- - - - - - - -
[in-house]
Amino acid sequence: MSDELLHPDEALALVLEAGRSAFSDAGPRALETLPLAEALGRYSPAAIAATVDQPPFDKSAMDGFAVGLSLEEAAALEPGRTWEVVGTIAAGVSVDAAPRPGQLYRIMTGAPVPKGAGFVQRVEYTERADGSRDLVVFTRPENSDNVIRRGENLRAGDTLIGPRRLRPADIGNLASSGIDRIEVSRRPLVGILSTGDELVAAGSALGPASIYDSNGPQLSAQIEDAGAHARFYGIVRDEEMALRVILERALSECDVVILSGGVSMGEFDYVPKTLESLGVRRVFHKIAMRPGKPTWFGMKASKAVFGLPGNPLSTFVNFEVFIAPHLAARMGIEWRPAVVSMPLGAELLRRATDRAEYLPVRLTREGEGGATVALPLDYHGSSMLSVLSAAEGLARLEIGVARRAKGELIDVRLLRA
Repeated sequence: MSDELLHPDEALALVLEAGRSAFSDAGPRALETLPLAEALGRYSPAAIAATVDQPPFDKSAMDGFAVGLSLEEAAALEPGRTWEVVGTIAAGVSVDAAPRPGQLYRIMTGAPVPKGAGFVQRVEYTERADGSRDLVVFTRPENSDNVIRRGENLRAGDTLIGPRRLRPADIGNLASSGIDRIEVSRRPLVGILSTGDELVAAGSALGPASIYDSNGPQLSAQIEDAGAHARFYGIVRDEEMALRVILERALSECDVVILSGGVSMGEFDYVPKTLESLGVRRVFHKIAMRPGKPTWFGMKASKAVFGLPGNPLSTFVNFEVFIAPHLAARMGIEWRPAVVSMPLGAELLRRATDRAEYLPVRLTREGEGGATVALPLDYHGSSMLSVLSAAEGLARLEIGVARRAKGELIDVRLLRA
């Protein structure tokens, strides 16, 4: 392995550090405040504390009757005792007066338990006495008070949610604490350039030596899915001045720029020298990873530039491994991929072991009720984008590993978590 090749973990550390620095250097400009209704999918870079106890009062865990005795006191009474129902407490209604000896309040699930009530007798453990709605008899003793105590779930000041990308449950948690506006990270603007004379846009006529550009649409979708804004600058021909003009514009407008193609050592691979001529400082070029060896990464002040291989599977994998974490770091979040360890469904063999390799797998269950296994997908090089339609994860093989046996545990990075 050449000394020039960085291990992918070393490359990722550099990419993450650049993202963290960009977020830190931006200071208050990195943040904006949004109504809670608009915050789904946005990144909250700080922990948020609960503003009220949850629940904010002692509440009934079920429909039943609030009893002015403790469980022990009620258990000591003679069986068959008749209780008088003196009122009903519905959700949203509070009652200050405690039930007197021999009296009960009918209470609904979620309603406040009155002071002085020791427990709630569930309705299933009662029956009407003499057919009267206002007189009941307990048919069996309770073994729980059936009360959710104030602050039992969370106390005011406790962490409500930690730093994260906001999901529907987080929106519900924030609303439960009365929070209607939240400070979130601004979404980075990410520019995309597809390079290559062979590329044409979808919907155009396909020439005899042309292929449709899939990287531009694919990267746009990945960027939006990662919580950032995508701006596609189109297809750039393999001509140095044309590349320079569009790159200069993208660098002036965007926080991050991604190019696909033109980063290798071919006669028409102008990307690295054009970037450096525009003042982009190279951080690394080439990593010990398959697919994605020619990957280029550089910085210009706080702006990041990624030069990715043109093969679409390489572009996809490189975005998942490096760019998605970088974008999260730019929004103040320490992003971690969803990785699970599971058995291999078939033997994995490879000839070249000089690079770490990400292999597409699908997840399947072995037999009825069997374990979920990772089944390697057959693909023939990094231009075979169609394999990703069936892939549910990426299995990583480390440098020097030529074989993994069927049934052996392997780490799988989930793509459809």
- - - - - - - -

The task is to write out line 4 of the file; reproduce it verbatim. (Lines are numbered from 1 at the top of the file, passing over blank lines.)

């Protein structure tokens, strides 16, 4: 392995550090405040504390009757005792007066338990006495008070949610604490350039030596899915001045720029020298990873530039491994991929072991009720984008590993978590 090749973990550390620095250097400009209704999918870079106890009062865990005795006191009474129902407490209604000896309040699930009530007798453990709605008899003793105590779930000041990308449950948690506006990270603007004379846009006529550009649409979708804004600058021909003009514009407008193609050592691979001529400082070029060896990464002040291989599977994998974490770091979040360890469904063999390799797998269950296994997908090089339609994860093989046996545990990075 050449000394020039960085291990992918070393490359990722550099990419993450650049993202963290960009977020830190931006200071208050990195943040904006949004109504809670608009915050789904946005990144909250700080922990948020609960503003009220949850629940904010002692509440009934079920429909039943609030009893002015403790469980022990009620258990000591003679069986068959008749209780008088003196009122009903519905959700949203509070009652200050405690039930007197021999009296009960009918209470609904979620309603406040009155002071002085020791427990709630569930309705299933009662029956009407003499057919009267206002007189009941307990048919069996309770073994729980059936009360959710104030602050039992969370106390005011406790962490409500930690730093994260906001999901529907987080929106519900924030609303439960009365929070209607939240400070979130601004979404980075990410520019995309597809390079290559062979590329044409979808919907155009396909020439005899042309292929449709899939990287531009694919990267746009990945960027939006990662919580950032995508701006596609189109297809750039393999001509140095044309590349320079569009790159200069993208660098002036965007926080991050991604190019696909033109980063290798071919006669028409102008990307690295054009970037450096525009003042982009190279951080690394080439990593010990398959697919994605020619990957280029550089910085210009706080702006990041990624030069990715043109093969679409390489572009996809490189975005998942490096760019998605970088974008999260730019929004103040320490992003971690969803990785699970599971058995291999078939033997994995490879000839070249000089690079770490990400292999597409699908997840399947072995037999009825069997374990979920990772089944390697057959693909023939990094231009075979169609394999990703069936892939549910990426299995990583480390440098020097030529074989993994069927049934052996392997780490799988989930793509459809």